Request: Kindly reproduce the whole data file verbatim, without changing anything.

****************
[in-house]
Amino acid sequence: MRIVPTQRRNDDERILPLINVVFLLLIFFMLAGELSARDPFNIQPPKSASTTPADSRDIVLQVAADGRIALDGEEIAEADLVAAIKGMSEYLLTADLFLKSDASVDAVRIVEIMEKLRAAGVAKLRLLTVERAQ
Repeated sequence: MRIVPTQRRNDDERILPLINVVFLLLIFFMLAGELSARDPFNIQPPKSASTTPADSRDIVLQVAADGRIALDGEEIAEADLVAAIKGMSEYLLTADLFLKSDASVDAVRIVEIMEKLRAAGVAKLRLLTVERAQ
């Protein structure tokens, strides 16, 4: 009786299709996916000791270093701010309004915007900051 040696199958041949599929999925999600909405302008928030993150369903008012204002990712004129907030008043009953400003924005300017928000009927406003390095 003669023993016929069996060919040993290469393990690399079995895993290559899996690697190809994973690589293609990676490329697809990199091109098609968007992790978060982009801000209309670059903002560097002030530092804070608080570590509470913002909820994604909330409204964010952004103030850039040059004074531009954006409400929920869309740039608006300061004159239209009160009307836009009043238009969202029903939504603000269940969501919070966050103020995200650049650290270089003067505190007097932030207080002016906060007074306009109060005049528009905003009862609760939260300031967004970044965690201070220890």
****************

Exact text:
[in-house]
Amino acid sequence: MRIVPTQRRNDDERILPLINVVFLLLIFFMLAGELSARDPFNIQPPKSASTTPADSRDIVLQVAADGRIALDGEEIAEADLVAAIKGMSEYLLTADLFLKSDASVDAVRIVEIMEKLRAAGVAKLRLLTVERAQ
Repeated sequence: MRIVPTQRRNDDERILPLINVVFLLLIFFMLAGELSARDPFNIQPPKSASTTPADSRDIVLQVAADGRIALDGEEIAEADLVAAIKGMSEYLLTADLFLKSDASVDAVRIVEIMEKLRAAGVAKLRLLTVERAQ
């Protein structure tokens, strides 16, 4: 009786299709996916000791270093701010309004915007900051 040696199958041949599929999925999600909405302008928030993150369903008012204002990712004129907030008043009953400003924005300017928000009927406003390095 003669023993016929069996060919040993290469393990690399079995895993290559899996690697190809994973690589293609990676490329697809990199091109098609968007992790978060982009801000209309670059903002560097002030530092804070608080570590509470913002909820994604909330409204964010952004103030850039040059004074531009954006409400929920869309740039608006300061004159239209009160009307836009009043238009969202029903939504603000269940969501919070966050103020995200650049650290270089003067505190007097932030207080002016906060007074306009109060005049528009905003009862609760939260300031967004970044965690201070220890």